You see wooo look at me i went to a Indie gig in a soho bar and partied until dawn.
Yeah the authorities would have no idea of your political thoughts, you wouldn't share that would you? (on say a shopping site.)
Dave why should i fear the government knowing my political thoughts? The day that happens will be the day of revolution, totalitarianism shouldn't be tolerated by the people.

If a revolution was required it would have to come early on, they are taking away privacy a bit at a time so the public don't notice and making it the norm with social media/gadgets.

If you get to the stage where we need to revolt and suddenly the government can hear and see all...were in trouble.
1 Like #21
davewave

So Samsung TV can listen to criminals, why does Wikileaks think this is a problem for law abiding people.https://www.theguardian.com/media/2017/mar/07/wikileaks-cia-documents-us-russia-conflict
Why do law abidding people has a problem? Answer: for the same security and privacy reason why one has a lock to the front door, a safe in a shop, a car door lock, a password lock to one's laptop.....and discretion like: clothes to cover up one's naughty bits, hide when one pick's one's nose....and commercial in confidence like giving a commercial advantage to a third party who then uses those analytics to exploit one...and so on.
.
Law abidding does not mean others would be law abidding and commercially friendly so as to reciprocate in one's favour. A case in point is Article 50 triggering, just because UK has nothing to hide, law abidding with the House of Lords, does not mean we should not hide our hands.
.
Law abidding does not mean one gets a sticker on one's forehead so others would see this sticker and respect you and don't exploit and steal from you nor prevent you from being taken for a ride.

Edited By: splender on Mar 08, 2017 09:24: amended last sentence
#22
On the cost front, the more they collate and to process, the more it cost us tax payers. Any data collected, irrespective on what, costs money to collate, to store, to process per megabyte.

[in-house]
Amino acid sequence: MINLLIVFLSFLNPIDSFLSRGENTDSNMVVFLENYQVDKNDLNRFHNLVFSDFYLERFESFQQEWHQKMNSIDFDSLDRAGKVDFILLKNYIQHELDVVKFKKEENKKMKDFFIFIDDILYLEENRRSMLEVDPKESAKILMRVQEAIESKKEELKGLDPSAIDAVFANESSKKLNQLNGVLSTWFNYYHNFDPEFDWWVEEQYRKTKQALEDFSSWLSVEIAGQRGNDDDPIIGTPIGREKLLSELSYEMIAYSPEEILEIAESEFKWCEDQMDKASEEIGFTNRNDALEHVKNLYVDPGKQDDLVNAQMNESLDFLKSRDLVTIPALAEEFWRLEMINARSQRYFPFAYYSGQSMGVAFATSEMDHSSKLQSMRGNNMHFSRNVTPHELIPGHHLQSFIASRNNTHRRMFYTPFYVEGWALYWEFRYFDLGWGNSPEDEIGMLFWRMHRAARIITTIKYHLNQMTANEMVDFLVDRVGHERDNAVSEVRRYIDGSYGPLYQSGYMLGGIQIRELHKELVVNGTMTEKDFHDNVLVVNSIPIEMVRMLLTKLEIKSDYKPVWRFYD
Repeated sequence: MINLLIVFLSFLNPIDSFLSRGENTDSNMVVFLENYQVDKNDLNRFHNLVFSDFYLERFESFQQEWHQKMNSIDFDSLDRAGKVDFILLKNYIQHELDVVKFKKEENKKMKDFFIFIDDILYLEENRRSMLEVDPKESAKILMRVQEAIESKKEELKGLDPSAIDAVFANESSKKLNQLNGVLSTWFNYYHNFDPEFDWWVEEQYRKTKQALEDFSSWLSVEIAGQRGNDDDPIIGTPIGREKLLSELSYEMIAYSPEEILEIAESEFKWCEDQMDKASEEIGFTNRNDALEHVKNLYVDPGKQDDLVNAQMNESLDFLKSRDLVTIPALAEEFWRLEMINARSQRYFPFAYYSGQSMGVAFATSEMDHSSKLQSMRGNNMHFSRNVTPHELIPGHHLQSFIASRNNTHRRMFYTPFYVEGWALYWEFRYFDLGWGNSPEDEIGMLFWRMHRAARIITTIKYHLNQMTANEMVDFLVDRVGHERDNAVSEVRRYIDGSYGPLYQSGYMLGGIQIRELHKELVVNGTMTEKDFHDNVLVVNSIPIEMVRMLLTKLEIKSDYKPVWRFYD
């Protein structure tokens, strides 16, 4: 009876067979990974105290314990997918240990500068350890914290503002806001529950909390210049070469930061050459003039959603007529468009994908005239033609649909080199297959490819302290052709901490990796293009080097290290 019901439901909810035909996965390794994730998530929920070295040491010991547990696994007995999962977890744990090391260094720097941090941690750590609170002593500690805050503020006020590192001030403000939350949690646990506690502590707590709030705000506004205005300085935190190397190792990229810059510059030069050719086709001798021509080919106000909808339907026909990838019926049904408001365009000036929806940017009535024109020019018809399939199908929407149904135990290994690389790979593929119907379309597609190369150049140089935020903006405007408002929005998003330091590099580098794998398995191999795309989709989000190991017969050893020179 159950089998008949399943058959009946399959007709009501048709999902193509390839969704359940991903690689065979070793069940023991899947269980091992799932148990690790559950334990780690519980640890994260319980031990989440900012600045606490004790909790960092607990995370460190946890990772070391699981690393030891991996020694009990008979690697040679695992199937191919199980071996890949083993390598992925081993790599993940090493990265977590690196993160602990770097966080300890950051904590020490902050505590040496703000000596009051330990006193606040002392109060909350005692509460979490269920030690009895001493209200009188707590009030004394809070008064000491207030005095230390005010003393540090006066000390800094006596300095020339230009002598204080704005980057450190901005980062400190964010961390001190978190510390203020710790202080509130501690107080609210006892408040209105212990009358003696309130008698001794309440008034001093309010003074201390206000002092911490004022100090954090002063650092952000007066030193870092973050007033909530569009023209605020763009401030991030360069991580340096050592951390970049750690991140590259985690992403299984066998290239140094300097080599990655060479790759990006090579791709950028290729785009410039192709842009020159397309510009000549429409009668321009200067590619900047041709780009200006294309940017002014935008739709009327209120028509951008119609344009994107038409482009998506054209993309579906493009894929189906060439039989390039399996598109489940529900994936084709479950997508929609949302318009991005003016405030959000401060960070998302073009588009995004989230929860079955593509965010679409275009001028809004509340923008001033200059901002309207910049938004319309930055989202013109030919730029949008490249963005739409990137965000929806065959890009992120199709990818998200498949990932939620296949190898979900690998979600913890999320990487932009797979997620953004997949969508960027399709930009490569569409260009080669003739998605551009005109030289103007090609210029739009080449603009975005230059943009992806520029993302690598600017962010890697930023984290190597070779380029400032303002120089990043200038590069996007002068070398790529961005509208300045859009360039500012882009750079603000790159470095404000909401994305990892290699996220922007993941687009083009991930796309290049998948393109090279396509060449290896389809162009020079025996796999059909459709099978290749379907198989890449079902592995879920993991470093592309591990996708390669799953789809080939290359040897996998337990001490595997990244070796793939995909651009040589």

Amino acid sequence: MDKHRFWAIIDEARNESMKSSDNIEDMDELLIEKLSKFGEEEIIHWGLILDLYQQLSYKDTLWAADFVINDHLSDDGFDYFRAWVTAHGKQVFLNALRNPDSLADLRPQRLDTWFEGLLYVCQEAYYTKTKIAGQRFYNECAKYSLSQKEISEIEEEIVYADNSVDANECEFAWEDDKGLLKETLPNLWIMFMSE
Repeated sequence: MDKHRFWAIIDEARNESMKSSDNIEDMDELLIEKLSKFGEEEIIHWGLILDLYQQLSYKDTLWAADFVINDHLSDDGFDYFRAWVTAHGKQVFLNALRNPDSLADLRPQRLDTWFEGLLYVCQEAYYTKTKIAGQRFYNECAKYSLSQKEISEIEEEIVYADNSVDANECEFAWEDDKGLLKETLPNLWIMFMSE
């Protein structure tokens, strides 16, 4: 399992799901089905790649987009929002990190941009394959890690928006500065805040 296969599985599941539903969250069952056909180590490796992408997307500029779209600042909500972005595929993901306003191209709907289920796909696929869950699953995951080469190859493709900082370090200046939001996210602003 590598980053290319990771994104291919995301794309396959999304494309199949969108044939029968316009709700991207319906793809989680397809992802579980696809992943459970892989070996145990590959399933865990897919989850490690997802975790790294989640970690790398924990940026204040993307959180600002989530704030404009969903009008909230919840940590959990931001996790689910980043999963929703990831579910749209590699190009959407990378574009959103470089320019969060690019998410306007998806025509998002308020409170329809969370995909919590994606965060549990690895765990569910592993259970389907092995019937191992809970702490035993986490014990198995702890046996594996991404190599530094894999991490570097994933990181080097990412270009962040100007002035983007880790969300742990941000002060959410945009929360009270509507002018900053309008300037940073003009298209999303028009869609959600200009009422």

.
Analogy is, in one's household expenditure, if one spends so much money so one needs to borrow money from a bank to buy more security data collection devices, employ people to process and to store one's data , then it is reasonable for one to question why one spend's more in this than the household food bill.
2 Likes #23
Wikileaks think they're being clever telling us Samsung TV's have been hacked.

They obviously haven't seen Gogglebox on Channel 4. Noobs.
1 Like #24
splender
On the cost front, the more they collate and to process, the more it cost us tax payers. Any data collected, irrespective on what, costs money to collate, to store, to process per megabyte.
.
Analogy is, in one's household expenditure, if one spends so much money so one needs to borrow money from a bank to buy more security data collection devices, employ people to process and to store one's data , then it is reasonable for one to question why one spend's more in this than the household food bill.


if it helps to prevent attacks in UK would it be cost effective?
#25
The jews in 1920s Germany had "nothing to hide".
#26
davewave
splender
On the cost front, the more they collate and to process, the more it cost us tax payers. Any data collected, irrespective on what, costs money to collate, to store, to process per megabyte.
.
Analogy is, in one's household expenditure, if one spends so much money so one needs to borrow money from a bank to buy more security data collection devices, employ people to process and to store one's data , then it is reasonable for one to question why one spend's more in this than the household food bill.
if it helps to prevent attacks in UK would it be cost effective?
Let us know here after you have donated money and how much money that you are prepared to pay more to prevent attacks to here http://www.supportpolice.com/ to prevent attacks, or donate/sponsor here http://www.bbc.co.uk/news/uk-20156574
#27
Rubisco
The jews in 1920s Germany had "nothing to hide".
A leader of USA just said journalists are the enemies of the people. Will some journalists start to get locked up in the future?!
#28
splender
Rubisco
The jews in 1920s Germany had "nothing to hide".
A leader of USA just said journalists are the enemies of the people. Will some journalists start to get locked up in the future?!

I can see it happening. Trumpettes will celebrate that day. It would not surprise me if CNN/NY Times suffered a Charlie Hebdo style attack from a brainwashed rabid loon.
1 Like #29
Rubisco
The jews in 1920s Germany had "nothing to hide".


no, they didn't, do you think our government shouldn't be tackling the Islamist terrorists, an odd analogy.
#30
splender
Rubisco
The jews in 1920s Germany had "nothing to hide".